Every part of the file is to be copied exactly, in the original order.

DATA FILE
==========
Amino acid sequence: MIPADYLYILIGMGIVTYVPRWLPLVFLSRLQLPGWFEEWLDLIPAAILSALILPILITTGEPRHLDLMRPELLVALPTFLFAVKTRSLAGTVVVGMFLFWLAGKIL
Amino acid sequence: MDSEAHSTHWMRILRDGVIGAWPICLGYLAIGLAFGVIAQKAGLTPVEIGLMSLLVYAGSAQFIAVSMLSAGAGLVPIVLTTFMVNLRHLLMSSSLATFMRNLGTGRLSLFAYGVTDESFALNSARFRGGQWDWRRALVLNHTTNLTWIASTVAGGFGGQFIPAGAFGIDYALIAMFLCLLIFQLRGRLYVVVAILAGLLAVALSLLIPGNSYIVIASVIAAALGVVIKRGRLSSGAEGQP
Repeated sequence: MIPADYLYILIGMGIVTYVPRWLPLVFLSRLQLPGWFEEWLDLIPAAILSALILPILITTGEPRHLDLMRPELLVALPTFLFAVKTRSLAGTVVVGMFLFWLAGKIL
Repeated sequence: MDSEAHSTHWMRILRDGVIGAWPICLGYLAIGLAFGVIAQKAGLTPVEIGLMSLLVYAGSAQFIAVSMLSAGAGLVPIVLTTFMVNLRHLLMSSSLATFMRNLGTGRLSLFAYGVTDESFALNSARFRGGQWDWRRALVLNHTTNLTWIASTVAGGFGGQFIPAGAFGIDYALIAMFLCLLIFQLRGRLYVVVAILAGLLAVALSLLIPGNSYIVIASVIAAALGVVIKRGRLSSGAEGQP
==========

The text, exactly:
Amino acid sequence: MIPADYLYILIGMGIVTYVPRWLPLVFLSRLQLPGWFEEWLDLIPAAILSALILPILITTGEPRHLDLMRPELLVALPTFLFAVKTRSLAGTVVVGMFLFWLAGKIL
Amino acid sequence: MDSEAHSTHWMRILRDGVIGAWPICLGYLAIGLAFGVIAQKAGLTPVEIGLMSLLVYAGSAQFIAVSMLSAGAGLVPIVLTTFMVNLRHLLMSSSLATFMRNLGTGRLSLFAYGVTDESFALNSARFRGGQWDWRRALVLNHTTNLTWIASTVAGGFGGQFIPAGAFGIDYALIAMFLCLLIFQLRGRLYVVVAILAGLLAVALSLLIPGNSYIVIASVIAAALGVVIKRGRLSSGAEGQP
Repeated sequence: MIPADYLYILIGMGIVTYVPRWLPLVFLSRLQLPGWFEEWLDLIPAAILSALILPILITTGEPRHLDLMRPELLVALPTFLFAVKTRSLAGTVVVGMFLFWLAGKIL
Repeated sequence: MDSEAHSTHWMRILRDGVIGAWPICLGYLAIGLAFGVIAQKAGLTPVEIGLMSLLVYAGSAQFIAVSMLSAGAGLVPIVLTTFMVNLRHLLMSSSLATFMRNLGTGRLSLFAYGVTDESFALNSARFRGGQWDWRRALVLNHTTNLTWIASTVAGGFGGQFIPAGAFGIDYALIAMFLCLLIFQLRGRLYVVVAILAGLLAVALSLLIPGNSYIVIASVIAAALGVVIKRGRLSSGAEGQP